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Cystine rising: Ferreting out the cause

Cystine rising: Ferreting out the cause

Cystine (also called dicysteine) is a dimer of two sulfur-containing amino acids of cysteine. Cystine is sparingly soluble in urine and efficiently reabsorbed by kidney tubules. However, genetic mutations in the cystine transporter inhibit the kidney from reabsorbing cystine.  Genetic mutations have been identified in dogs, cats and humans with cystine uroliths.

What about cystine in ferrets

Figure 1: Lateral radiograph of a 1-year-old neutered male-ferret with two radiopaque structures consistent with uroliths
Figure 1

(Figure 1 and 2) Initially, we reported that the most common urinary stone in ferrets was struvite, 67% of 408 submissions received between 1981 and 2007 (Figure 3).  The second most common urolith was cystine (15%).  Over the last 8 years, the tables have turned.  From 2010 to 2017, only 6.5% of the 700 ferret urolith submissions were struvite, and a whopping 89% were cystine. (Figure 4)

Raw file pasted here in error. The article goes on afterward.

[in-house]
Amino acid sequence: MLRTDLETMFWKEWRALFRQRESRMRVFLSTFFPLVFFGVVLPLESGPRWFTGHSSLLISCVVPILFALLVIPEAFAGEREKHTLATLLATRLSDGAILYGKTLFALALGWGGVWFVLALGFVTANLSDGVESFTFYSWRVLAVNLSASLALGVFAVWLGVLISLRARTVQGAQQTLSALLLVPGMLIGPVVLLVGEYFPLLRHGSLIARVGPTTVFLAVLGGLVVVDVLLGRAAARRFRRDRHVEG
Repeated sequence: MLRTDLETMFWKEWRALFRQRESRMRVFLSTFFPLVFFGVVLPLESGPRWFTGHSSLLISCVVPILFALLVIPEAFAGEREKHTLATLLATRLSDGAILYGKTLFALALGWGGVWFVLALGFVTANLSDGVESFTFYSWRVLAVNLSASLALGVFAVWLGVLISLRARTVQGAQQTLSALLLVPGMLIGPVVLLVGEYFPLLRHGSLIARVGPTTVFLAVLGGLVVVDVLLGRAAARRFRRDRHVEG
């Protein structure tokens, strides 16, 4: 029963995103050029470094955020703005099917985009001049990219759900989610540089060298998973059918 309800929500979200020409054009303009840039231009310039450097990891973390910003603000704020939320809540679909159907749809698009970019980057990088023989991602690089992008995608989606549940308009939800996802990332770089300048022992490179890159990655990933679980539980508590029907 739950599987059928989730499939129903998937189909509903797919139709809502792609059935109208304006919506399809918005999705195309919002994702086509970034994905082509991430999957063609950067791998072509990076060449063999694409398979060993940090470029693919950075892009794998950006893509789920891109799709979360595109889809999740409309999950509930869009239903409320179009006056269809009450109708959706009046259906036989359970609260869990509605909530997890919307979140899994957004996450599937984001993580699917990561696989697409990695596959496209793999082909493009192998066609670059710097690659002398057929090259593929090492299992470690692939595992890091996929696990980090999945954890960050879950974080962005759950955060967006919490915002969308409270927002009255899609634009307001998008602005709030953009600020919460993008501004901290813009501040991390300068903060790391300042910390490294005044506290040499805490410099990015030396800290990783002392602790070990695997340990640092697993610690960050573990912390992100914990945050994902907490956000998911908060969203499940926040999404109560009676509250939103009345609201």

Figure 2: Uroliths, removed from the urinary bladder from figure 1, were composed of 100% cystine

Help us ferret out the reason why

The Minnesota Urolith Center and the U of MN Canine Genetics Lab are investigating genetic mutations responsible for cystinuria in ferrets. Genetic screening is performed at no cost to you (USA cases only).  Contact Dr. Furrow at the Canine Genetics Laboratory for genetic testing.

Figure 3 - pie chart of Ferret urolith submissions between 1981-2007 showing the majority of submissions were struvite, with cystine a distant second. Figure 4 - pie chart of Ferret urolith submissions between 2010-2017 with the majority being cystine and struvite a distant second
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